Tag Archives for solar
Solar energy can’t even handle an anti-fossil fuels blow up toy.
This protest presents the world with a powerfully ironic statement on what happens when you expect renewables (even with battery backup) to provide reliable power.
The video is funny and sad at the same time. Funny for the obvious reason that the solar-powered protest went a teensy bit flaccid. Sad that these protestors don’t appear to see the obvious irony and parallels to our larger energy system.
As in real life, when renewable energy can’t keep up with demand, you have to plug into a reliable, fossil-fueled energy source.
Deroy Murdock’s recent NRO article on the ‘green-ness’ of so-called green energy takes renewable energy head on. His article demonstrates, once again, that all forms of energy have impacts on the environment. It is, therefore, the job of the energy industry, elected officials, regulators, and the media to provide balanced facts on the relative costs and benefits of energy policy choices. It is also the job of government and regulators to avoid selecting (and promoting) some energy options at the expense of others, especially when the selected energy sources have their own long (and growing) list of environmental and economic negatives they need to address.
Marlo Lewis from CEI describes his recent drive past the Ivanpah Solar Generation facility. The short version of his post is that solar is still far more expensive than other forms of energy and has its own list of environmental impacts that it must begin to address before it can even begin to claim that it can compete with coal, gas, nuclear, or other energy sources.
So I’m headed back to California from Las Vegas on I-15 when my eyes are dazzled by the light. Immense rectangular objects on three gigantic towers shine brighter than the desert sky in the noonday Sun. I avert my gaze, finding the discomfort level about the same as staring at an oncoming car with the brights on at night. …
Lance Brown at PACE has posted a good article that dissects the arguments of those who claim solar energy isn’t getting a fair shake. Lance points directly to the primary reason that solar still has troubles competing with baseload energy sources like coal, gas, and nuclear – cost.
Here is Lance’s article reprinted with permission from the PACE blog.
What happens when the merits of an argument fail? Change the subject. Blame someone. Or simply deflect attention from the possibility that maybe your approach isn’t the best one out there.
A federal laboratory has released its report on hazards from glare at the Ivanpah Solar Electric Generating System in San Bernardino County and the risk that glare poses to aviation in the area. That report isn’t good news for those flying between L.A. and Vegas.
… a study from the Sandia National Laboratories published on the California Energy Commission website Thursday found that significant and potentially hazardous amounts of glare are created when the facility’s heliostats are in what the operators call “standby position,” the default position for heliostats not aimed directly at the plant’s boilers.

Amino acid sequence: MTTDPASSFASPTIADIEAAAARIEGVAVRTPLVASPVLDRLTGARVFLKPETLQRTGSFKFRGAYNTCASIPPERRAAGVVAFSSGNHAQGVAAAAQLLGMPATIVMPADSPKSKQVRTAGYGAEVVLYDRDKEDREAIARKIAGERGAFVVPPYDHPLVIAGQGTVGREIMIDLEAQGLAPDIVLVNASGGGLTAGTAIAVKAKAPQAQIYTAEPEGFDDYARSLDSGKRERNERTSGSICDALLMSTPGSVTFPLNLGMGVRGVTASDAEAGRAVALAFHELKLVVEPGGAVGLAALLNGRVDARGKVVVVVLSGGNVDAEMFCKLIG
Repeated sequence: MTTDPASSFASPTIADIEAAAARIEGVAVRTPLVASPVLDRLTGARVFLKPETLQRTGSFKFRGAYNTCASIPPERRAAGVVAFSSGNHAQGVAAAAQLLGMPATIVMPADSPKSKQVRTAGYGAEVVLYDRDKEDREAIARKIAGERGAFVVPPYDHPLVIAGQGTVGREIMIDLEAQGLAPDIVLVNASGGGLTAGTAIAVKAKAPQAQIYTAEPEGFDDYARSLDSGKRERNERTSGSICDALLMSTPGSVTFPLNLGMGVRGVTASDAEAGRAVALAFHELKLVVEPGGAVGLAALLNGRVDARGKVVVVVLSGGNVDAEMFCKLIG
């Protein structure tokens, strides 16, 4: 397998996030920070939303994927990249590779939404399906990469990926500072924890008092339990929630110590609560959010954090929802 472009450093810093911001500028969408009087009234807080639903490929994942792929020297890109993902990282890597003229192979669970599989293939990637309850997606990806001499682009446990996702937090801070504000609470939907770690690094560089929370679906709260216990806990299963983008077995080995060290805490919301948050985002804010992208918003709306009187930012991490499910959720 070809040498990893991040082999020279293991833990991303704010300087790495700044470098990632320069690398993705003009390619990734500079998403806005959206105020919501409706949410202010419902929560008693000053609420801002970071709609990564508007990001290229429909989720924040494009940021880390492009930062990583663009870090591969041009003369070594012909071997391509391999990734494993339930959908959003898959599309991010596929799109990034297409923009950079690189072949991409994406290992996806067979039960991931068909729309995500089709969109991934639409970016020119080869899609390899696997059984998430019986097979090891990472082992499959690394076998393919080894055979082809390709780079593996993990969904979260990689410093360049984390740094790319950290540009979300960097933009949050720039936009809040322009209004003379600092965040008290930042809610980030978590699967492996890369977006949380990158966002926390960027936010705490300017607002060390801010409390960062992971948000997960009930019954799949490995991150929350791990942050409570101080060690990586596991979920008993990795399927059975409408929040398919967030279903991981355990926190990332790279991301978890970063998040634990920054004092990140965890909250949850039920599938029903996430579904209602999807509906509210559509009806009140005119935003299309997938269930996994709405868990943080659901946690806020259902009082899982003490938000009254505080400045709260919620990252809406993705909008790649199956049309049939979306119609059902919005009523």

Roberty Murray, Chairman and CEO of Murray Energy took part in a eye-opening interview on Neil Cavuto’s show on Fox Business.
He didn’t hold back for a second, saying that the impending EPA regulations were a “total and dangerous takeover” of the nation’s electricity system. He charged that the current administration’s actions were “illegal” and “unachievable.” He further argued that EPA regulations were “destroying” low cost electricity, American markets and our nation’s competitive position. He stated clearly that he was “scared to death for our country.”
Robert Bryce’s recent Wall Street Journal article digs into the difficult numbers and math that Bill McKibben refuses to touch.
Wind? Merely to keep pace with the global growth in electricity demand would require the installation of about 280,000 megawatts of new wind-energy capacity every year. According to several academic studies, the areal power density of wind energy—that is, the amount of power that can be derived from a given amount of land—is about one watt per square meter. This means that installing the requisite additional wind capacity would require covering about 280,000 square kilometers (108,000 square miles of land)—an area nearly the size of Italy—with wind turbines, every year.
Honestly people, it would be difficult to make this stuff up. (I realize that this story is about a month old, but it definitely has staying power.)
In an April 24 news release the office of New York Governor, Andrew Cuomo, attempted to hype a $1 billion subsidy to “expand deployment of solar capacity” across the state.
A March 18th blog post from UKIP member of the European Parliament, Roger Helmer, takes a bite out of the wind industry’s claims that they have played a key role in lowering energy prices and increasing competition.
Unfortunately, renewables do not compete on a level playing field. As we have noted many times before renewables have been able to “compete” only because of the massive levels of subsidies they receive. Helmer also notes that their role in the European energy system has actually helped to increase costs to the point that manufacturing interests are fleeing Europe for areas with lower cost energy.
I’ve made this same argument hundreds of times before.
I’ve talked with investors while speaking at conferences who told me they invest in renewable projects because they know that, with the lavish subsidies heaped on renewable energy, they can’t lose money at the start of a new project. Of course they added that, once the payment comes in, they bolt and pull their investment as quickly as possible.
They said that if and when the subsidies dry up and the project has to stand or fall on its own economic merits, they will lose their shirts.